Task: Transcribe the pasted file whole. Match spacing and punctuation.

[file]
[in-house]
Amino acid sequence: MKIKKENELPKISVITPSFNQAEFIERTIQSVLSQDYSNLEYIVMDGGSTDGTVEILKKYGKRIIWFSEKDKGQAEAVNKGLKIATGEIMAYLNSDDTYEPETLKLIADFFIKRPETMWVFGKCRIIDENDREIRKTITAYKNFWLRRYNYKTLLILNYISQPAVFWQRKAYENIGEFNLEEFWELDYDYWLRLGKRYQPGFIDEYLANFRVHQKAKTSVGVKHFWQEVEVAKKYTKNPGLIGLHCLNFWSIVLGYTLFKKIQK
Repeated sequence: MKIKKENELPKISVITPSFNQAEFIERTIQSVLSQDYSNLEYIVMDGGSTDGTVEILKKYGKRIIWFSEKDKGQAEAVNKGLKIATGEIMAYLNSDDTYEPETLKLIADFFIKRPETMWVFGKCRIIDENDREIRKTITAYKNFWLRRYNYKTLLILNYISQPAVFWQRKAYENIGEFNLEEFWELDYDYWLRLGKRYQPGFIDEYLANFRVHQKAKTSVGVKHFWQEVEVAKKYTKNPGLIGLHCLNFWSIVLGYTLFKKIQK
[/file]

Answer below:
[in-house]
Amino acid sequence: MKIKKENELPKISVITPSFNQAEFIERTIQSVLSQDYSNLEYIVMDGGSTDGTVEILKKYGKRIIWFSEKDKGQAEAVNKGLKIATGEIMAYLNSDDTYEPETLKLIADFFIKRPETMWVFGKCRIIDENDREIRKTITAYKNFWLRRYNYKTLLILNYISQPAVFWQRKAYENIGEFNLEEFWELDYDYWLRLGKRYQPGFIDEYLANFRVHQKAKTSVGVKHFWQEVEVAKKYTKNPGLIGLHCLNFWSIVLGYTLFKKIQK
Repeated sequence: MKIKKENELPKISVITPSFNQAEFIERTIQSVLSQDYSNLEYIVMDGGSTDGTVEILKKYGKRIIWFSEKDKGQAEAVNKGLKIATGEIMAYLNSDDTYEPETLKLIADFFIKRPETMWVFGKCRIIDENDREIRKTITAYKNFWLRRYNYKTLLILNYISQPAVFWQRKAYENIGEFNLEEFWELDYDYWLRLGKRYQPGFIDEYLANFRVHQKAKTSVGVKHFWQEVEVAKKYTKNPGLIGLHCLNFWSIVLGYTLFKKIQK